Yes, in most cases, speaking in behalf – bisexuality could be a personal experiment – but being bisexual is not mere a choice between the two after such “period of testing the waters” has been resulted upon. It’s an open wide reconciliation that sexuality is indeed a spectrum.  It indeed has more colors than black, white, and pink.

And all these portrayals, including the most recent – such as Orphan Black, Transparent, House of Cards, How To Get Away With Murder, American Horror Story, True Blood, etc – only push boundaries but ultimately fails to recognize bisexuality as an exclusive portion of their characterization. This blot in reality as portrayed makes bisexuality more obscure and invisible as it has always been.

An Open Letter to an Idiot

Dear Manny Pacquiao,

Peace and well being!

I get that you’re  an idiot. You have ambitions beyond professional boxing and basketball, that’s commendable. But you are an ill-advised idiot.

“Same-sex marriage” or any type of union that aspires to achieving legal and social protection is not up for anyone else to initiate a sloganeering campaign, like “No to’s…” Maybe, that’s not something you actively campaign for…yourself. But you absolutely have no right to come between a pair who demand that such universal right be recognized regardless of birth given or identified gender. You are an idiot.

Don’t use a book or a belief, personal or organizational, or any moral measure to discriminate against others. Not everyone shares the same religious beliefs. Personally, I would feel very violated as I don’t subscribe to any religion, as much as I don’t believe in supernatural or mythical deities. But here’s one thing, I respect people who do, and I take it upon myself not to offend anyone who are religious, or anyone seeking comfort and refuge by subscribing to theistic positions. Am I an idiot too if I demand the same fairness and respect from you?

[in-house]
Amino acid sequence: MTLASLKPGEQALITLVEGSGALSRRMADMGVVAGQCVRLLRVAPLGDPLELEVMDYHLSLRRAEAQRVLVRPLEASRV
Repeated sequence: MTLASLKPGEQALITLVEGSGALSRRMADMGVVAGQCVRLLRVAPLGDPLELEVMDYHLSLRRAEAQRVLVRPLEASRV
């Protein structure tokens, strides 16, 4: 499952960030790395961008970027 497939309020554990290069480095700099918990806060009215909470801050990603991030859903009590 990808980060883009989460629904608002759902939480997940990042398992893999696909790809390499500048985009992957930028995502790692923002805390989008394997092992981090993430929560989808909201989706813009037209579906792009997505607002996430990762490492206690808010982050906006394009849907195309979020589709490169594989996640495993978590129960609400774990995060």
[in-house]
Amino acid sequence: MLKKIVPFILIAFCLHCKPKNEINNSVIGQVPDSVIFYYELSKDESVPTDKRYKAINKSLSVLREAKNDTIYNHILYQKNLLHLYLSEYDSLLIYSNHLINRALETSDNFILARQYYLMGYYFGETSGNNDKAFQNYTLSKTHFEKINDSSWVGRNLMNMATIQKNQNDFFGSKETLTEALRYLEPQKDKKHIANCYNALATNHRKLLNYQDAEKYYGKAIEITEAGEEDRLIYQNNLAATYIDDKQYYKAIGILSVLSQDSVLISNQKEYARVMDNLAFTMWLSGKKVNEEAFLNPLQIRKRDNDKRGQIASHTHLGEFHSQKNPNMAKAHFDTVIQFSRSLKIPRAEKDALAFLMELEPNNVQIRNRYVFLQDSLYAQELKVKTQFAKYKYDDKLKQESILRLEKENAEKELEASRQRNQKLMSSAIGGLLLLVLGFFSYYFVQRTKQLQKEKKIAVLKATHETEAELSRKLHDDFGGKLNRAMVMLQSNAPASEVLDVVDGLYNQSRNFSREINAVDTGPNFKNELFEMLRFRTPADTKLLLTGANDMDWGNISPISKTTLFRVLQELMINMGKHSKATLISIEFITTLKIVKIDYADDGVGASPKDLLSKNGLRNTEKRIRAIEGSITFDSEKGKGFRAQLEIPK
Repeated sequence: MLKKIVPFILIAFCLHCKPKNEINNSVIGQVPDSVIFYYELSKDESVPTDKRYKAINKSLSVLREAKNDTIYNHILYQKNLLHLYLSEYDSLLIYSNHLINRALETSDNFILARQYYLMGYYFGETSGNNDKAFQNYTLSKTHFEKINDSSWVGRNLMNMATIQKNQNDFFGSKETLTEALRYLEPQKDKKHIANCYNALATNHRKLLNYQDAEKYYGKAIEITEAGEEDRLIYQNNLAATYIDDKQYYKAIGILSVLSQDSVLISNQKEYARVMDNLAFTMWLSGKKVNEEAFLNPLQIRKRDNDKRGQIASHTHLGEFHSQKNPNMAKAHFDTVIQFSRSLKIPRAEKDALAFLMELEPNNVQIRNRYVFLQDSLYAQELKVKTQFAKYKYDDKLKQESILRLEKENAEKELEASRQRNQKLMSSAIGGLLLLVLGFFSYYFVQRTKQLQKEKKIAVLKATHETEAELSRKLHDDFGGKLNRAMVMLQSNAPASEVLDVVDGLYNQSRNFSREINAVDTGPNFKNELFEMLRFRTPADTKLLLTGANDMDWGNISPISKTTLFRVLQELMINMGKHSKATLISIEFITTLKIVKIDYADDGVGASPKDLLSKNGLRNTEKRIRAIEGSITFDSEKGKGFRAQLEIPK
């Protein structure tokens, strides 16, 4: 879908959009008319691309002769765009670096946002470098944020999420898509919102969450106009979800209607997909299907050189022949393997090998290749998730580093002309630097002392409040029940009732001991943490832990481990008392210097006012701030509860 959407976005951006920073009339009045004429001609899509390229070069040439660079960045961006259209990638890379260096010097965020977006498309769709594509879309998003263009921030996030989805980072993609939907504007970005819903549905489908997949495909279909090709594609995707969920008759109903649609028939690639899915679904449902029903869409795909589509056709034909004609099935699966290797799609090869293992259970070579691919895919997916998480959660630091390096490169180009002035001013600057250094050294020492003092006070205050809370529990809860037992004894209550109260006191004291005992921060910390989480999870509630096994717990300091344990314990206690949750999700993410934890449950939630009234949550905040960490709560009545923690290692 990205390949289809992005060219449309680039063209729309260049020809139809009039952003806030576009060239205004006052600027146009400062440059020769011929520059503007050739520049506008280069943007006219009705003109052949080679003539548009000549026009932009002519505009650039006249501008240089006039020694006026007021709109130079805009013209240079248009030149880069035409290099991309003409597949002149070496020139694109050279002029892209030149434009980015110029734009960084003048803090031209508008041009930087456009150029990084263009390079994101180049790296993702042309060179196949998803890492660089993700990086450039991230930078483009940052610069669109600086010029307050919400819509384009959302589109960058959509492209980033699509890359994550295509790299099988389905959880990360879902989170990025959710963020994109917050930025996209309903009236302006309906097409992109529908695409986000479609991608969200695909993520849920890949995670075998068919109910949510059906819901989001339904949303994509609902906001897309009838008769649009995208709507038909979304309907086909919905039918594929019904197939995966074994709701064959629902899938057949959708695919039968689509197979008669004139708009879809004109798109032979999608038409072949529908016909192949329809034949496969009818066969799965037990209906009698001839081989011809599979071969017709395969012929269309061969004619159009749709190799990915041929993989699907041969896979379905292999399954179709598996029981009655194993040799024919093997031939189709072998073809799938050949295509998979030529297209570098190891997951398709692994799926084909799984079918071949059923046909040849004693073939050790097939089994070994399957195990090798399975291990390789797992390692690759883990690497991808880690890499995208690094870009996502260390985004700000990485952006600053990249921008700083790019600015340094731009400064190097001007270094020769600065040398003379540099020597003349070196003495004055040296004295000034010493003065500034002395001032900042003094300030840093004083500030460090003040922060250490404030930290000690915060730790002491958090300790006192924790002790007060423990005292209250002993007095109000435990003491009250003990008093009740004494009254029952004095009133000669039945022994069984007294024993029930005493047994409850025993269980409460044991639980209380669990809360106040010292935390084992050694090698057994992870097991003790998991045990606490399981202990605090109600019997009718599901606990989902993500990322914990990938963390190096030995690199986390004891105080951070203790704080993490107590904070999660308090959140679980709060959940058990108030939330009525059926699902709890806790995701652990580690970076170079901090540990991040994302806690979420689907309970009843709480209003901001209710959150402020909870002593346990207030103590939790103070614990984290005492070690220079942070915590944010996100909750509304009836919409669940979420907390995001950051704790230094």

The current laws in the Philippines do not even allow contractually binding civil unions, fact. But such currency, and arguably old-fashioned status quo does not reflect the changing attitude towards the nuclear definition of equality, and I strongly believe it violates people of their inherent rights, which in turn makes them more susceptible to every form of discrimination imaginable. It is in my opinion that there is an immediacy to open the topic for discussion, and to challenge the current norms. But since you are an idiot, Mr. Pacquiao, you woudn’t understand.

Please, you don’t tell me what I should think, and say, and desire. I make my own living and still respect the limitation of protection afforded to me under a 30 year old Constitution. I don’t want to be insulted by an idiot.


Pop Culture Diva

#AlDub Phenomenon: The Macarena Effect

This may have come too late to even pose as an analysis of sort, but what could possibly be said more about the supercouple phenomenon that is AlDub other than trying to jump on to the wagon and to dissect one dig much deeper to the resounding success created by this soap opera parody that is not much more than an airtime filler and too diminutive to qualify as a scripted drama. It’s somewhat a borderline trivial TV segment that became mercurially more popular than the mother program, which in itself an enduring pop culture phenomenon, that embracing it as the biggest chunk of a smorgasbord of entertainment buffet becomes an obligation to giving in to what baits the mass market fixation.

It is not a mystery at all why Aldub and the Kalyeserye portion became a hit given the penchant of the Filipinos to obsessing over romantic-comedy melodramas, singing along to pop music nostalgia, rooting for the underdogs, and self-deprecating guilty pleasures like they are equivalent to a religious offering. Other than occasioning pink-tickled dreaminess through the innocuous employ of split-screen ala Rock Hudson and Doris Day in Pillow Talk and performing a duet ala Sheryl Cruz and Romnick Sarmenta, albeit lip-synching – what has been really phenomenal about this duo that sparked global interests  (if Twitter trends are to be the gauging proof, or the countless multimedia endorsement deals, and a financially successful movie tie-in)? What solid and tangible trades in this pop culture hegemony are really at play in the grand barter of things?